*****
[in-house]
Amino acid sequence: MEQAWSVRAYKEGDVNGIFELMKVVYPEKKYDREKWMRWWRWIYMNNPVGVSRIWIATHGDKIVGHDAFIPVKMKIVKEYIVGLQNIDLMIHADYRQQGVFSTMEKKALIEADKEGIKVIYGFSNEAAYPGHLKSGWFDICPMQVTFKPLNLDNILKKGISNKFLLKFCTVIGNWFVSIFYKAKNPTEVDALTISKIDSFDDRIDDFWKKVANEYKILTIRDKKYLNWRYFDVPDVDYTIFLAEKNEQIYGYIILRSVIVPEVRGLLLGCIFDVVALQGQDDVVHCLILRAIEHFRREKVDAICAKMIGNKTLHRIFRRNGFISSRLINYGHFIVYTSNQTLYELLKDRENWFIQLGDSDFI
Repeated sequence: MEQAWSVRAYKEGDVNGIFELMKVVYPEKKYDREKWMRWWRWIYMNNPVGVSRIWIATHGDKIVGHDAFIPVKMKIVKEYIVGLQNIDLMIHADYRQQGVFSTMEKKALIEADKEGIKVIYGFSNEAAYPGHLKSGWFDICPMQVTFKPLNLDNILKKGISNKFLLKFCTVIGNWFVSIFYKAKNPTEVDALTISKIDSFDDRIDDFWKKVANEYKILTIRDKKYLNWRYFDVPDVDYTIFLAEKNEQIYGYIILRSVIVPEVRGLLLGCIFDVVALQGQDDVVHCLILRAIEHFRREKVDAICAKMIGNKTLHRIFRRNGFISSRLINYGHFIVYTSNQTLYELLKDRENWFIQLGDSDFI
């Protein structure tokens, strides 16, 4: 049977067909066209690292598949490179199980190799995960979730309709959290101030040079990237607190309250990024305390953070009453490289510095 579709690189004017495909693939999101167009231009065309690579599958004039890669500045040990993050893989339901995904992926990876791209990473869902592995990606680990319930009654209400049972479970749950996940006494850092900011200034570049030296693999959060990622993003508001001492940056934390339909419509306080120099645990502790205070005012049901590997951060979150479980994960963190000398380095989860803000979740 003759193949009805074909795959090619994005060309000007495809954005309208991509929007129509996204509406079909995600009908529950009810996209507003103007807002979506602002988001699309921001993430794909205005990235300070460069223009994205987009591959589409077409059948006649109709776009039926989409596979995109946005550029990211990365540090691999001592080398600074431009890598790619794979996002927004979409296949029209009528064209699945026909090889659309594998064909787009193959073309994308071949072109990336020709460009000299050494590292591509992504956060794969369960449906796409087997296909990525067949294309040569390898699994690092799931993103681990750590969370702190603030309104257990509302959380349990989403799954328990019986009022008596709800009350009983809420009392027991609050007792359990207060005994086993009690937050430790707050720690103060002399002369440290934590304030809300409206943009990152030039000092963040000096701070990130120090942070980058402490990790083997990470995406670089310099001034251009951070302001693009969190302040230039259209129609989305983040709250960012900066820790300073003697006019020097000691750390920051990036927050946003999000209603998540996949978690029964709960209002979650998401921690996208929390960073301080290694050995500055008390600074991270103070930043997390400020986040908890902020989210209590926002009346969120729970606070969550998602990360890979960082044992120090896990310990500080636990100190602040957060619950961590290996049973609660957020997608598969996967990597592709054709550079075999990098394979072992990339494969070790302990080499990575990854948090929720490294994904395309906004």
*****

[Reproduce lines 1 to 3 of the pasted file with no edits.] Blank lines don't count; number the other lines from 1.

[in-house]
Amino acid sequence: MEQAWSVRAYKEGDVNGIFELMKVVYPEKKYDREKWMRWWRWIYMNNPVGVSRIWIATHGDKIVGHDAFIPVKMKIVKEYIVGLQNIDLMIHADYRQQGVFSTMEKKALIEADKEGIKVIYGFSNEAAYPGHLKSGWFDICPMQVTFKPLNLDNILKKGISNKFLLKFCTVIGNWFVSIFYKAKNPTEVDALTISKIDSFDDRIDDFWKKVANEYKILTIRDKKYLNWRYFDVPDVDYTIFLAEKNEQIYGYIILRSVIVPEVRGLLLGCIFDVVALQGQDDVVHCLILRAIEHFRREKVDAICAKMIGNKTLHRIFRRNGFISSRLINYGHFIVYTSNQTLYELLKDRENWFIQLGDSDFI
Repeated sequence: MEQAWSVRAYKEGDVNGIFELMKVVYPEKKYDREKWMRWWRWIYMNNPVGVSRIWIATHGDKIVGHDAFIPVKMKIVKEYIVGLQNIDLMIHADYRQQGVFSTMEKKALIEADKEGIKVIYGFSNEAAYPGHLKSGWFDICPMQVTFKPLNLDNILKKGISNKFLLKFCTVIGNWFVSIFYKAKNPTEVDALTISKIDSFDDRIDDFWKKVANEYKILTIRDKKYLNWRYFDVPDVDYTIFLAEKNEQIYGYIILRSVIVPEVRGLLLGCIFDVVALQGQDDVVHCLILRAIEHFRREKVDAICAKMIGNKTLHRIFRRNGFISSRLINYGHFIVYTSNQTLYELLKDRENWFIQLGDSDFI